While a constraint is being entered or edited,
  • prompts can appear at the bottom of the constraint field;
  • the easy button floating window, if enabled, comes up to offer support for the specification process;
  • a cursor blinks at the current edit position if no formula, or portion thereof, is selected;
  • the Active checkbox of the algebraic window is unselected and greyed out, unless all constraints of the relation are valid.
Pressing the tab key will move the cursor to the next constraint. If there is no next constraint, a new one is added. Pressing the shift key-the tab key will move the cursor to the previous constraint. If there is no previous constraint, a new one is added.

When a multi-letter function, such as “sin”, is entered, the characters are unformatted and presented in red until GrafEq recognizes them as a function name. Red signifies unrecognized entries. GrafEq interprets “sin” as the sine function instead of the product “s×i×n” only after an argument, such as x, is entered. A good example is the square root function, when entered as “sqrt”: GrafEq will replace the letters with a graphical radical symbol after you begin entering its argument.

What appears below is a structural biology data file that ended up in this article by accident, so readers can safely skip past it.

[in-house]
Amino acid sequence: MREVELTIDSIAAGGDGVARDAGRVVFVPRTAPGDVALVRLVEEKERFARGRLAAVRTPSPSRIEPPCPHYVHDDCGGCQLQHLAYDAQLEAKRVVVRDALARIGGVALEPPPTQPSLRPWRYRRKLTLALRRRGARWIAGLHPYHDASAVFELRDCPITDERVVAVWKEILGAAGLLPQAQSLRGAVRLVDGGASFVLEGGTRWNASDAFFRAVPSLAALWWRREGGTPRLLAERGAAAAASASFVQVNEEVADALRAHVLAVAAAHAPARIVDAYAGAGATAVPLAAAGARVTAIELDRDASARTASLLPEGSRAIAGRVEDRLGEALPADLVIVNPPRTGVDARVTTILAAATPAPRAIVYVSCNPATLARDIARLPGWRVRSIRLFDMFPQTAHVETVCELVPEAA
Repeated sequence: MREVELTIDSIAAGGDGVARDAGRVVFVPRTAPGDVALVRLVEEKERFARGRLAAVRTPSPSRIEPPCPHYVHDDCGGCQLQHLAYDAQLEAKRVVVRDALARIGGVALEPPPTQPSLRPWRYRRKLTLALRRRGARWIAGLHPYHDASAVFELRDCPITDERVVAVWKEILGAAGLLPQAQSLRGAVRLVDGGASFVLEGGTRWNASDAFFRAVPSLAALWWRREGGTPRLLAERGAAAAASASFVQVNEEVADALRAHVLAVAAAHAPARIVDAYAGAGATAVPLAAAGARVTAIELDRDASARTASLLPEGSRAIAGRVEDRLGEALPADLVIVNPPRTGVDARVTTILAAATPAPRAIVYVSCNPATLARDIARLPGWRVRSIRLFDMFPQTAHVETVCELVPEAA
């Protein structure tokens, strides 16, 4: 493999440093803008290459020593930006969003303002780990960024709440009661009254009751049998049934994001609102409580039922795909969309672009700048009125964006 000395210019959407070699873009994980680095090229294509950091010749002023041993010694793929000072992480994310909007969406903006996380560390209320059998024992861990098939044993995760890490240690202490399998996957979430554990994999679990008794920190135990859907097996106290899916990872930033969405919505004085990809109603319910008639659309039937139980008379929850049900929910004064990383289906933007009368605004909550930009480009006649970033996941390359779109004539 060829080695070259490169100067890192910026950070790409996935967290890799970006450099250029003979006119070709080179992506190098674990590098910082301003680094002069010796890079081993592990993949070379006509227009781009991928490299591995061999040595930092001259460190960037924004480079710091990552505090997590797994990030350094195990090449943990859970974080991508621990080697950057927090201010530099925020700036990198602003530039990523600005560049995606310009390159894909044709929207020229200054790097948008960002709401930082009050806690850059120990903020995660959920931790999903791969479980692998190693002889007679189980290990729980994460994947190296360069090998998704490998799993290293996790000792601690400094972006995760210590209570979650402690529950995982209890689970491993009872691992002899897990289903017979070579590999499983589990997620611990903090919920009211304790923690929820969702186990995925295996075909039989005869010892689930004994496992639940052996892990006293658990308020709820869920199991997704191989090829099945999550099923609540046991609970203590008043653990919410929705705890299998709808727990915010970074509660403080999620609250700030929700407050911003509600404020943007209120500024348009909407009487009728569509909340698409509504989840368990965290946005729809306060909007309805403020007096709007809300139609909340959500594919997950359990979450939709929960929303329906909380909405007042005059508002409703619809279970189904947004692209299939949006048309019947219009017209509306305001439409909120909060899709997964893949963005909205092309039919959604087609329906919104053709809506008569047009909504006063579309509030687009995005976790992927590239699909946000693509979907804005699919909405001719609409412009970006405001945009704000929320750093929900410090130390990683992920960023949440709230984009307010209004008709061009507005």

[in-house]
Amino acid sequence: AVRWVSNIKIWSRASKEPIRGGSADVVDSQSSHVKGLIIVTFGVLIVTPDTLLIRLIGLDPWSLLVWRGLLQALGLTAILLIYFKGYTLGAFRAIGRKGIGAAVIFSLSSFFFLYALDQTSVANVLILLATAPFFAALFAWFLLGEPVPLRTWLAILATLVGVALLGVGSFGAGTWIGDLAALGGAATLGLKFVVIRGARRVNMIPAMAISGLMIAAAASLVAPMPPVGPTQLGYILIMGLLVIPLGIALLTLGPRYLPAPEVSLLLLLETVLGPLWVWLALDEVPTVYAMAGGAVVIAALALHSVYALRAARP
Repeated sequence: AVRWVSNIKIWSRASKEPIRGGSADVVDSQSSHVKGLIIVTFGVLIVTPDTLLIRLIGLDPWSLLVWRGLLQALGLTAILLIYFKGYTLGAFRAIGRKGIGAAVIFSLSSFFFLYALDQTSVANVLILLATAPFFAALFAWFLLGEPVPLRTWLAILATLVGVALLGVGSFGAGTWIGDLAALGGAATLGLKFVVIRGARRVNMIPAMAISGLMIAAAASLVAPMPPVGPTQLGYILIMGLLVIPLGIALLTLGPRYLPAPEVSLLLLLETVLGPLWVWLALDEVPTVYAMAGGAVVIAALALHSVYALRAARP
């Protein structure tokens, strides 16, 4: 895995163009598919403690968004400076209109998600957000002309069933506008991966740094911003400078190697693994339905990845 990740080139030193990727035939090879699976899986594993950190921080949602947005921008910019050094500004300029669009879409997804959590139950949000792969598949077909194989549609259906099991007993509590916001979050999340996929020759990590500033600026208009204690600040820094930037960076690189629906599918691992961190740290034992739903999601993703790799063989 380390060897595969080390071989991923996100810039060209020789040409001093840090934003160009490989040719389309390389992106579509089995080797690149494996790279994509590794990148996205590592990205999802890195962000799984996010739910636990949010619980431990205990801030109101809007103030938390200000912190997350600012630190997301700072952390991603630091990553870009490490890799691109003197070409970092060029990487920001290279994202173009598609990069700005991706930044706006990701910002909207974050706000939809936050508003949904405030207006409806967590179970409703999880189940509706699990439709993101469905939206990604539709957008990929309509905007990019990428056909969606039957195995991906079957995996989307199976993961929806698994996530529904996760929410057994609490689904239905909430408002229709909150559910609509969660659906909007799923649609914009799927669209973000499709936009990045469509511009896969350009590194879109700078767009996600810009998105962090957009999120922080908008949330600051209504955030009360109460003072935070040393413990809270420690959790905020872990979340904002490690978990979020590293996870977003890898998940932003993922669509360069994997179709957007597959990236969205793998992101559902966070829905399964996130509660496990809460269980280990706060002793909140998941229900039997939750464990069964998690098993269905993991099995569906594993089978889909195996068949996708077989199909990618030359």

Hint:If the cursor is positioned away from the end of the relation string during editing, all characters to the right side of the cursor become unformatted. With the default preference settings, unformatted characters are shown in solid red on colour displays, while they are outlined in black (not filled in) on black-and-white displays.

Tip:The “Symbol” and “Times” TrueType fonts must be installed in order to produce attractive screen output, unless the font settings have been changed in the preferences.

Tip:More information on the format and structure of constraints and the parser is available in the How GrafEq Works chapter.


Here are some additional hints and tips about the algebraic relation window:
  • Each algebraic relation window describes one relation. The relation can be defined using a single constraint or multiple constraints. Additional constraint fields can be brought up by pressing the tab key from within the algebraic relation window.
  • Each graph can have one or more relations. Each relation is described in one algebraic window, and is normally assigned a colour different from that of the other relations. Additional algebraic windows can be opened by selecting New Relation from the Graph menu. Relations from the same graph are plotted on the same views using the same coordinate system.